Philly Jewish leaders explain why certain language may be considered anti-Semitic

Hadas Kuznits
March 08, 2019 - 12:33 pm

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PHILADELPHIA (KYW Newsradio) — As tweets from Rep. Ilhan Omar stir up the debate among Democrats as to whether she was using anti-Semitic language, members of the Jewish Federation of Greater Philadelphia discuss what is anti-Jewish hate speech. 

House speaker Nancy Pelosi denied that Rep. Ilhan Omar's tweets came from a place of anti-Semitism. 

"These words have a history and a cultural impact that may have been unknown to her," Pelosi said. 

But Naomi Adler, president and CEO of the Jewish Federation of Greater Philadelphia, says lack of awareness is no excuse. 

"Identifying whether something is anti-Semitic has to be done in context, and if the person who's an elected official doesn't understand the history behind their words, they have to take the time to figure it out," Adler said.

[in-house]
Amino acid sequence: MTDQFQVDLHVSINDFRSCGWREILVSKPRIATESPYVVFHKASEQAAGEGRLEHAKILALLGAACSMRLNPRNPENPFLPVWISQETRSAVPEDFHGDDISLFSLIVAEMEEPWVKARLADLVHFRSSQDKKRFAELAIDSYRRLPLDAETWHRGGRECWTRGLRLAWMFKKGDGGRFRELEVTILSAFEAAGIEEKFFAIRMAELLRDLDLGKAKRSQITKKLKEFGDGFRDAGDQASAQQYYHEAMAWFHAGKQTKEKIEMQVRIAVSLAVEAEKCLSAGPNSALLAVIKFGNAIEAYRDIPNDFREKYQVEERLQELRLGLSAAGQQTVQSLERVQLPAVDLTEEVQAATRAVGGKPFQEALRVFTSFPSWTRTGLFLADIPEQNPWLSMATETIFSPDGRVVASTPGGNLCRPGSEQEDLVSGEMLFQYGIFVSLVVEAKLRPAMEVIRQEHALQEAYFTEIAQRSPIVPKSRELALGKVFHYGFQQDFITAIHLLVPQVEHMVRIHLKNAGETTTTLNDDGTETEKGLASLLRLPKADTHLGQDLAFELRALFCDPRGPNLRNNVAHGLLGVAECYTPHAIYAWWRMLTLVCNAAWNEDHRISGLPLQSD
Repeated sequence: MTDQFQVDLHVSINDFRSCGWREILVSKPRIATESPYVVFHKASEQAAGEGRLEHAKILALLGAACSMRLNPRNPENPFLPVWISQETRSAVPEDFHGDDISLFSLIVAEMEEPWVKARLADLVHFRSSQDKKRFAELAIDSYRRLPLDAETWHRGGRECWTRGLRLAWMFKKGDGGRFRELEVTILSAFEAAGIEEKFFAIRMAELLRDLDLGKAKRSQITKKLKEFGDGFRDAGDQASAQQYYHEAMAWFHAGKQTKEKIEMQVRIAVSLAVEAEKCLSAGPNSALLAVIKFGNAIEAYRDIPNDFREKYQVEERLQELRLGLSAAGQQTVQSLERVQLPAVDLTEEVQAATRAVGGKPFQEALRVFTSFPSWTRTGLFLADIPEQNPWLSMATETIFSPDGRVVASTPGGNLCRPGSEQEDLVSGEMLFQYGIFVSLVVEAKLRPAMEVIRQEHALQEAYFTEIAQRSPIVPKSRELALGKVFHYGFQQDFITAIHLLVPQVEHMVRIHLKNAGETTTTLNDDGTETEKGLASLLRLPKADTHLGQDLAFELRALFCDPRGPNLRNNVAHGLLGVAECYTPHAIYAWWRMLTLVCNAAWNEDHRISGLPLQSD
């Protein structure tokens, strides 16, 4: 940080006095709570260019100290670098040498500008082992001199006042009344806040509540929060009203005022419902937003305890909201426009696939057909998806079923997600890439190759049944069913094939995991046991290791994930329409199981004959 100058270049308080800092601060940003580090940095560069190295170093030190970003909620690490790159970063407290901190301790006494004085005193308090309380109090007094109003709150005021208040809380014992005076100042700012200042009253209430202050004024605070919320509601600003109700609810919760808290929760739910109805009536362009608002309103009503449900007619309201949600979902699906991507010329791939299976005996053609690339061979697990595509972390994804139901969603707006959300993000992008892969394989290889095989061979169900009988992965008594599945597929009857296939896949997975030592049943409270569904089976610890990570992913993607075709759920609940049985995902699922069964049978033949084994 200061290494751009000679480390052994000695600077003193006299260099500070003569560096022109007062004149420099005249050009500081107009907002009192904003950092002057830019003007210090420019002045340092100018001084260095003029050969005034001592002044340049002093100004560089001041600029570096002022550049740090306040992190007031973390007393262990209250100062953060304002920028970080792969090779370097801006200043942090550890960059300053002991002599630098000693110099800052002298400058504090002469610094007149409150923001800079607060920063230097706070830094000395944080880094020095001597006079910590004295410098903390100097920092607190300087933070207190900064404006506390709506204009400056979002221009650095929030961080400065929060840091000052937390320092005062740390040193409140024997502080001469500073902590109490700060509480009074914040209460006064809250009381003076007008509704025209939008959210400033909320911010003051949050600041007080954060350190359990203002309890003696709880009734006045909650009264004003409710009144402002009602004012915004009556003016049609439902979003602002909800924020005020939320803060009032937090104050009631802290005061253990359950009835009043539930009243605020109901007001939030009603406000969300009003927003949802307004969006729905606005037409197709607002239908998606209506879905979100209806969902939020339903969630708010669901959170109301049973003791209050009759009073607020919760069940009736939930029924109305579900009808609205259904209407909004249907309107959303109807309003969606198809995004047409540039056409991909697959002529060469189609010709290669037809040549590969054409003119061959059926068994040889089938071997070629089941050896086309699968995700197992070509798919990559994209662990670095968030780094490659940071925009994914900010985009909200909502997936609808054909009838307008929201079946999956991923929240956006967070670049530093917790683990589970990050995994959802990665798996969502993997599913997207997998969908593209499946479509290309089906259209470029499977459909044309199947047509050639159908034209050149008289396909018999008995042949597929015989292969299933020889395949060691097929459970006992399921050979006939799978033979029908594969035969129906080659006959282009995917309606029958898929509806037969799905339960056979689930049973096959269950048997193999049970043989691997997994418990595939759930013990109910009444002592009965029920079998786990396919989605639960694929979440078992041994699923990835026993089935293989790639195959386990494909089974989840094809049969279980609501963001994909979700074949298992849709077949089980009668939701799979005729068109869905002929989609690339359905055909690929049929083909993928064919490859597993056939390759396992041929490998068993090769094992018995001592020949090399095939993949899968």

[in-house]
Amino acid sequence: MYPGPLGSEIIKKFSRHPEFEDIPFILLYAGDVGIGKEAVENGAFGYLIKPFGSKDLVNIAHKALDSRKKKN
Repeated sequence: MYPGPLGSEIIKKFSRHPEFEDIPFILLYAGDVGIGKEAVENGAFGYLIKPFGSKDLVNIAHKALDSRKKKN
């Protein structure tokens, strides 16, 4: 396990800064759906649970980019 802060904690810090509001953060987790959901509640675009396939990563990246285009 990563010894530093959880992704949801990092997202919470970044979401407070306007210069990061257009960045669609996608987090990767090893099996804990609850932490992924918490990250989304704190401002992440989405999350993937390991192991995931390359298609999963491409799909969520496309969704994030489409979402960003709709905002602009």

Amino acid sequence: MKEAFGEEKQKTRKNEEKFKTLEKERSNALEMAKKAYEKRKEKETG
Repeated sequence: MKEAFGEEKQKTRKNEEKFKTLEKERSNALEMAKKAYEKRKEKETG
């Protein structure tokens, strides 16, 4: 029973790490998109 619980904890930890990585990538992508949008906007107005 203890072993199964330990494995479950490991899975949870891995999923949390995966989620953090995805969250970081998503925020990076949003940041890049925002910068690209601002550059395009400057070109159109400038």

READ: House broadly condemns hate after anti-Semitism dispute 

Laura Frank with the Jewish Federation explains the history of anti-Semitic speech. 

"What anti-Semitism comes from is hating the Jewish people and making the Jewish people the 'other' and a lot of the history of Jewish 'hatred,' I guess you could say, is using certain stereotypes. The Jewish people don't belong in our country because their allegiance is elsewhere is a classic anti-Semitic trope," Frank said. 

Particularly in the melting pot of America.

"The majority of the people who live in this country are from somewhere else. Everyday in Philadelphia, people celebrate their heritage," Frank said. "There is this double standard that's given to Jews who want to come out and celebrate their homeland and their connection to Israel. They're met with political opposition."

READ: Rep. Omar apologizes for tweets on AIPAC's influence

Frank explains the United States has a partnership with Israel for a multitude of reasons. 

"They're a democracy, they're doing incredible things in terms of tech innovation.  They live by democratic principles of LGBTQ equality and women's rights," she said. 

So what's the line between legitimate criticism versus anti-Semitic language? 

"You can criticize Israel policy and Israel government and Israel structure, like we do any other country in the world; but to deny it its own right to exist, to deny its heritage, it's history and to deny its people, that is going against individuals, it's not going against the government and that's anti-Semitic," Frank said.